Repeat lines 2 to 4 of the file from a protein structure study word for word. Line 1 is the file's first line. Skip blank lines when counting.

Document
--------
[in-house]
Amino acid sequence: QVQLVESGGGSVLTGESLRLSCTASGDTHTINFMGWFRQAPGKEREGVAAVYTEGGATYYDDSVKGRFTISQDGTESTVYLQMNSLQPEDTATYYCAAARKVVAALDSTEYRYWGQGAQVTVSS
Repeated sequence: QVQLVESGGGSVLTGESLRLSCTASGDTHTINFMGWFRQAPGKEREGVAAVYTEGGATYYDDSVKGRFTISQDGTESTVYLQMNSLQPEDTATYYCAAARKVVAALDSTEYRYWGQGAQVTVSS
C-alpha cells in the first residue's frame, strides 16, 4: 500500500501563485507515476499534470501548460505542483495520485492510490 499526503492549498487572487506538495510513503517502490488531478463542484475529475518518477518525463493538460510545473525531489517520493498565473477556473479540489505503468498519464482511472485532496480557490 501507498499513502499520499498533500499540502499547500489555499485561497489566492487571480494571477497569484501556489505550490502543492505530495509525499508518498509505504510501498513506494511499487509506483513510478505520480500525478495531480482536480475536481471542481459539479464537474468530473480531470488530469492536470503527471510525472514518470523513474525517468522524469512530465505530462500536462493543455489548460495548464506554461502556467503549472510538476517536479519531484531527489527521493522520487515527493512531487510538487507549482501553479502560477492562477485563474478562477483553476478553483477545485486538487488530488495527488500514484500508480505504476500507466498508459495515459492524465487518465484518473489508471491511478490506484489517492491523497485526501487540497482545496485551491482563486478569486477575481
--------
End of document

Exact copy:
Amino acid sequence: QVQLVESGGGSVLTGESLRLSCTASGDTHTINFMGWFRQAPGKEREGVAAVYTEGGATYYDDSVKGRFTISQDGTESTVYLQMNSLQPEDTATYYCAAARKVVAALDSTEYRYWGQGAQVTVSS
Repeated sequence: QVQLVESGGGSVLTGESLRLSCTASGDTHTINFMGWFRQAPGKEREGVAAVYTEGGATYYDDSVKGRFTISQDGTESTVYLQMNSLQPEDTATYYCAAARKVVAALDSTEYRYWGQGAQVTVSS
C-alpha cells in the first residue's frame, strides 16, 4: 500500500501563485507515476499534470501548460505542483495520485492510490 499526503492549498487572487506538495510513503517502490488531478463542484475529475518518477518525463493538460510545473525531489517520493498565473477556473479540489505503468498519464482511472485532496480557490 501507498499513502499520499498533500499540502499547500489555499485561497489566492487571480494571477497569484501556489505550490502543492505530495509525499508518498509505504510501498513506494511499487509506483513510478505520480500525478495531480482536480475536481471542481459539479464537474468530473480531470488530469492536470503527471510525472514518470523513474525517468522524469512530465505530462500536462493543455489548460495548464506554461502556467503549472510538476517536479519531484531527489527521493522520487515527493512531487510538487507549482501553479502560477492562477485563474478562477483553476478553483477545485486538487488530488495527488500514484500508480505504476500507466498508459495515459492524465487518465484518473489508471491511478490506484489517492491523497485526501487540497482545496485551491482563486478569486477575481